Identifying My Temptations

I left off on my last post (Wresting with Jacob + Israel—Logopraxis) with the lasting impression that temptations are ongoing and a necessary part of my regeneration; asking myself how am I recognizing, acknowledging, and handling my temptations? Am I trying to fight them on my own, which when I'm honest with myself leads to failure every time? Or am I asking for the Lord's help?

The first thing I think I need to do is recognize what my temptations are. What are those thoughts and actions in my daily life that are contrary to loving the Lord—being a good neighbor? I'm speaking of more than just the obvious temptations like punching someone or robbing a bank. I mean the subtle ones. The thoughts that sneak up on you like feeling prideful, criticizing someone harshly, gossiping or taking part in a rumor, or posting a snarky remark on Facebook. I might be guilty of one or more of these—the subtle ones that is—I can truthfully say, I've never punched someone or robbed a bank. Although, in third grade, I did kick a girl for stealing my jumprope on the playground.

But I digress...

Getting back to Logopraxis...what does AC 4283 tell me about temptations? How does it offer me a plan of action and the hope of success?

LOGOPRAXIS CONTINUED

Now that I've read the text and taken note of what made an impression upon me, my next steps are to select and highlight a particular portion of the text from all those that I've noted. Focus on what single principle of all those highlighted sections really jumps out for me. Give this step my complete attention and allow the Lord to guide my decision.

The passage that clings to me is AC 4283 and reads as follows:

[1] ‘He said, Let me go, for the dawn is coming up’ means that the temptation came to an end when the joining together was at hand. This is clear from the meaning of ‘letting me go’ – that is to say, ‘give up wrestling with me’ – as the ending of the temptation (for ‘wrestling’ means temptation, see above in 4274; and the fact that it did come to an end is evident from what follows); and from the meaning of ‘the dawn’ as the joining of natural good, meant by ‘Jacob’, to the celestial-spiritual, that is, to the Divine good of truth, also dealt with above in 4275.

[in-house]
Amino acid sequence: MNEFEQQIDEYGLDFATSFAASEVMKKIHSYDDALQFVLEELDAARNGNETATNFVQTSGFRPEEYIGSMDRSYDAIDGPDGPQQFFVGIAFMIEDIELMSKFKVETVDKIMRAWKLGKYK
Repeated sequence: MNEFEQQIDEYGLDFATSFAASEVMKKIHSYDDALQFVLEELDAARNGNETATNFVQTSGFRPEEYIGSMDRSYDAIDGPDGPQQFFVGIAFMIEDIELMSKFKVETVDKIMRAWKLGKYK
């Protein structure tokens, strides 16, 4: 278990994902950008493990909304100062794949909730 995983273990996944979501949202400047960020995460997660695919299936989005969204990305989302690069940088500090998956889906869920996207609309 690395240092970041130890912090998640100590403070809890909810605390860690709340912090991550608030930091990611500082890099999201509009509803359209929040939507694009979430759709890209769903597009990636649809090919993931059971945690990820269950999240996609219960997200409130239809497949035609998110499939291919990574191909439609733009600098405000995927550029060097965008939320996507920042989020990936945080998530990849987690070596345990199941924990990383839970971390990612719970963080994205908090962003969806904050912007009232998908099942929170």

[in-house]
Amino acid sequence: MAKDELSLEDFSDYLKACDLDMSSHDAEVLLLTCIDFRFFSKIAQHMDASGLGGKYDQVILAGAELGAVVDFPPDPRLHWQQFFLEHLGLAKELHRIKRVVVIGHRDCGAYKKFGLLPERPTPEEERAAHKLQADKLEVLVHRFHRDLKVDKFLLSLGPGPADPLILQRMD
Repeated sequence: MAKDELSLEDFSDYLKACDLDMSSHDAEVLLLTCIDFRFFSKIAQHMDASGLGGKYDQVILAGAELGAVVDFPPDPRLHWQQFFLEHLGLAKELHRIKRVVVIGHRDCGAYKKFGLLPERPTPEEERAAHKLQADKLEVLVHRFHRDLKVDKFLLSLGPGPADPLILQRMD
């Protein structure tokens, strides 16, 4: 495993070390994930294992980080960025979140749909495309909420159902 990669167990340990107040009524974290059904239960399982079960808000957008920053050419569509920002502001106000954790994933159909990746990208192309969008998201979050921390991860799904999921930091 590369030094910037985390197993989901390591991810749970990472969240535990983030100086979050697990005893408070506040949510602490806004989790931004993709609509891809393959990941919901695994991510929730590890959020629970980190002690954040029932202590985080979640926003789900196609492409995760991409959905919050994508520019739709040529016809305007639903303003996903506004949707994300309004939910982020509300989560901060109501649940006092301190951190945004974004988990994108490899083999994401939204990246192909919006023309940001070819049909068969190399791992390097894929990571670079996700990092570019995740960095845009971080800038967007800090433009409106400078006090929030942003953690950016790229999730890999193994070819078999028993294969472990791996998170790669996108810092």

[2] The reason why the wrestling began before the dawn came up and why it finished after it came up, and why what happened when the sun had risen is mentioned after that, is that the times of day, like the seasons of the year, mean states, 487, 488, 493, 893, 2788, 3785. At present the state of conjunction effected by temptations is meant; for when the joining of the internal man to the external takes place it is ‘dawn’ to him, because at that time he enters a spiritual or a celestial state. At that time also light like that at dawn is seen by him, if his state is such that he is able to observe it. What is more, the understanding part of his mind receives light and becomes for him like the experience of waking up in the morning from sleep, when dawn first sheds her light and starts off the day.

So I've chosen my text (highlighted in orange), and now Step Four asks me to draw a principle or truth from that section—something to work with. Then develop a task from which to build my spiritual understanding of the text. As Reverend Millar says, "These Sacred Texts on every turn provide us with descriptions of spiritual laws or principles that govern the operation of the spiritual world or (in Logopraxis terms) states of the human mind."

What Spiritual Principle can I extract from the highlighted text above?

Hell, through temptations, is relentless in its pursuit of my mind. Temptations are on-going. But giving them over to the Lord offers me hope. In doing so, a state of conjunction or union takes place that is like waking from a deep sleep—a conscious awakening within my understanding, and an integral step in my regeneration.

The Lord took on and overcame unimaginable temptations so that we may be saved. This was His purpose in coming—to save us—so that the human race could join Him in Heaven.

From this principle, the Logopraxis Life Group participants are asked to develop a task—"a specific hook that will keep us attached to the given text in the context of our everyday life."* As a means of assisting us in these efforts, we have been given the following Verb Primers to help us identify a task. My task is...

  • identify the quality of…
  • be aware of (when)…
  • to reflect on…
  • to accept and consciously acknowledge…
  • to observe my tendency to…
  • to internally decline…
  • to notice…
  • to take note of…
  • do I like the idea of…
  • to cultivate an awareness of…
  • to reflect on experiences where…
  • how do I (seek)…
  • to work to …
  • what is the…
  • bring my attention to…
  • observe the degree of…
  • remember to ask the question “…”
  • observe any shift when this truth is remembered…
  • to become aware of and refrain from…
  • what is my inner attitude to…

I have highlighted to become aware of and refrain from as my primer, and I complete the sentence with giving in to my temptations, no matter how subtle and "minor" they may seem. So my task is to become aware of and refrain from giving in to my temptations. Ask for the Lord's guidance and to recognize and do His will in all things great and small.


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